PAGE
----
Decisions by Washington bureaucrats over the next four weeks will have a profound impact on the upcoming November elections. These bureaucrats will decide whether or not those serving in the military from twelve states will have a full and effective opportunity to participate. If they choose to do anything other than aggressively enforce federal laws protecting military voters, many of those serving our nation won’t have a voice.
Every American can do something about it.
As I have written about before, the MOVE Act — signed into law in October 2009 — set a mandatory minimum time of 45 days before any federal election to mail ballots to overseas voters. MOVE was a rebuke to the bureaucrats who were stuck on a non-statutory 30-day standard used as a minimum in previous elections.
Blind bureaucratic reliance on the 30-day standard resulted in 17,000 overseas ballots not being counted in the 2008 election. The military postal service says 60 days is needed to get ballots to our troops and back again, but a law is only as good as the people enforcing it.
posted at 10:12 am on July 7, 2010 by Ed Morrissey
Last week, TSA issued a memo to its employees that announced a new policy of filtering Internet access, and that among the sites to be blocked were those offering “controversial opinions.” After CBS reported the memo, conservative bloggers and the ACLU found some rare common ground for protest. Initially, TSA said that the memo didn’t refer to politics, but now the Washington Times reports that they’ve revised the policy anyway (via Weasel Zippers):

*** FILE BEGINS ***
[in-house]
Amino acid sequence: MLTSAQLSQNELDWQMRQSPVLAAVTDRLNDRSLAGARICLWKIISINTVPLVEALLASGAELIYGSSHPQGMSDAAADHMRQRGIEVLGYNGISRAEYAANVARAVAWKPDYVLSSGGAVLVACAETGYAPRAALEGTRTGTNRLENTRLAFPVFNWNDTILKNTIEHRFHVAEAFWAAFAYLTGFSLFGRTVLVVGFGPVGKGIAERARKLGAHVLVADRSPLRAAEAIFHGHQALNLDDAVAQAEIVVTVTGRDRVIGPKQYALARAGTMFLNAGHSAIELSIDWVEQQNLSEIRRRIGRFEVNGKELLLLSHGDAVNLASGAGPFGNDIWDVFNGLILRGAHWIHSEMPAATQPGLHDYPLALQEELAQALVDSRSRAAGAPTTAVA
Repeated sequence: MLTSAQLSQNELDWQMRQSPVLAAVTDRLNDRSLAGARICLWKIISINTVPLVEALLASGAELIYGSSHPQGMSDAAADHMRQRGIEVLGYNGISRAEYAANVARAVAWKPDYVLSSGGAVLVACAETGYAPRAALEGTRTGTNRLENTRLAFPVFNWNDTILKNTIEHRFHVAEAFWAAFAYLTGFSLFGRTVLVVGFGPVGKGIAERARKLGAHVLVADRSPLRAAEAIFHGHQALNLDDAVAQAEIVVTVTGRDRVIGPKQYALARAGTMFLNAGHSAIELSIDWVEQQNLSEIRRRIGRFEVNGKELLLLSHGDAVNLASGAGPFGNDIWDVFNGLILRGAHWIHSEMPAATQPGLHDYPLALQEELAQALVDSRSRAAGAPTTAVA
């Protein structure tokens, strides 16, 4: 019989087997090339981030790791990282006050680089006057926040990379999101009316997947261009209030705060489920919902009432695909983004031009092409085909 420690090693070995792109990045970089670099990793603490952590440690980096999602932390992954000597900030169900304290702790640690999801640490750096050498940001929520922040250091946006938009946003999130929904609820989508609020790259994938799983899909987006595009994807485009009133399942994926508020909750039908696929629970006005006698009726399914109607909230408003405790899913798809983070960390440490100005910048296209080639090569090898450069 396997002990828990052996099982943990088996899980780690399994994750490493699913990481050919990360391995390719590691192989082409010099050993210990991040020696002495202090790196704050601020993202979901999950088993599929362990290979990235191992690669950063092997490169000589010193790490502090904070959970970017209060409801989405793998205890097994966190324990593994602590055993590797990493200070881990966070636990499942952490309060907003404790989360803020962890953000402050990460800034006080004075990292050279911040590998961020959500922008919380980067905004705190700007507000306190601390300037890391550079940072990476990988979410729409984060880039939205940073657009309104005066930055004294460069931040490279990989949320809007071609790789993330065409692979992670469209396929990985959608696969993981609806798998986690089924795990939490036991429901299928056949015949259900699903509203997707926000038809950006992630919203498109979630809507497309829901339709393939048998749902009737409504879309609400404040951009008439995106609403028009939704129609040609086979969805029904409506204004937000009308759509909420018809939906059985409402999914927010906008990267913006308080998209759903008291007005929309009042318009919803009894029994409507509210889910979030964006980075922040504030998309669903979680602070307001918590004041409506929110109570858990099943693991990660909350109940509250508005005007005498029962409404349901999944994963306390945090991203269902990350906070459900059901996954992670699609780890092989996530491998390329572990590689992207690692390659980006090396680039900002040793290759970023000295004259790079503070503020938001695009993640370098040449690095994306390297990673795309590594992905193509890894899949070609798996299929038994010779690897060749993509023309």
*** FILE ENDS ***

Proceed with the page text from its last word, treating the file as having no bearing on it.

After an uproar from conservative bloggers and free-speech activists, the Transportation Security Administration late Tuesday rescinded a new policy that would have prevented employees from accessing websites with “controversial opinions” on TSA computers at work.
The ban on “controversial opinion” sites, issued late last week, was included as part of a more general TSA Internet-usage policy blocking employee access to gambling and chat sites, as well as sites that dealt with extreme violence or criminal activity.
But the policy itself became controversial as the Drudge Report and a number of conservative bloggers highlighted the possibility that the policy could be used to censor websites critical of the agency or of the Obama administration in general. The American Civil Liberties Union also questioned the language.